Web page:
How to Avoid Doubling Your Dementia Risk
If you're hoping to dodge age-related dementia down the road, best get a handle on your blood sugar now.
Both chronically high blood sugar (prediabetes) and diabetes increase the risk for Alzheimer's and other forms of dementia. And that risk more than doubles if diabetes strikes in middle age rather than later in life.
How does diabetes hurt cognition? Diabetes-induced inflammation and oxidative stress are two possible bad-for-your-brain effects. And when those effects happen in midlife rather than late life, the worse it may be for you. In a large study of adult twins, the two-fold dementia risk occurred when diabetes struck before, rather than after, the age of 65. Worried about your blood sugar? Take this quiz.
The take-home message: Whether you have normal blood sugar or diabetic levels, it's important to control it -- not just for your body, but for your brain, too. That means kicking to the curb any unhealthy habits, like a poor diet and excessive couch lounging. Here are more tips on protecting your blood sugar and your brain:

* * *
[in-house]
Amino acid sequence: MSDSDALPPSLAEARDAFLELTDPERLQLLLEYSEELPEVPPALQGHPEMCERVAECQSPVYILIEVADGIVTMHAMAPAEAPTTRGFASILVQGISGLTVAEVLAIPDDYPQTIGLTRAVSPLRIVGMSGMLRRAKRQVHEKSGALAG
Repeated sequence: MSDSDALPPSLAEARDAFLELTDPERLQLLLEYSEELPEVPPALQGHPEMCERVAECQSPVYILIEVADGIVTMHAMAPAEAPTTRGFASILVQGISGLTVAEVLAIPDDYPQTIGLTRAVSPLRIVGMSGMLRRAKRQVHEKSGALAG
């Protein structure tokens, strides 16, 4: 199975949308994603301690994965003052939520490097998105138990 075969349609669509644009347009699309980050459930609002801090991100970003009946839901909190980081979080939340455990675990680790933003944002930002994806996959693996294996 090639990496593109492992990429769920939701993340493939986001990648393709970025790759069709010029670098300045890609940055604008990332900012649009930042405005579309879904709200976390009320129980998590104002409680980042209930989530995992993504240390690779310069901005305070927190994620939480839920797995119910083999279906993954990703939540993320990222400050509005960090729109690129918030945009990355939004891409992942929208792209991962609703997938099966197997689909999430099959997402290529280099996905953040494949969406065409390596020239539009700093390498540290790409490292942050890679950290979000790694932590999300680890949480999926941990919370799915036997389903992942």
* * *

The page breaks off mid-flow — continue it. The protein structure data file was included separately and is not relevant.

- Squeeze in a mini workout. It's good for your mind and your blood sugar, too. Here's how just a few short workouts can lower your blood sugar.
- Eat your bread. No, seriously. We mean it. Just make sure it's the right kind of bread.
- Work your mind. Just like with other muscles, it's use it or lose it. Here's an online word game that can boost your verbal dexterity.
Reducing your risk of diabetes by losing excess weight can make your RealAge half a year younger for each year you have tight control of blood sugar and blood pressure.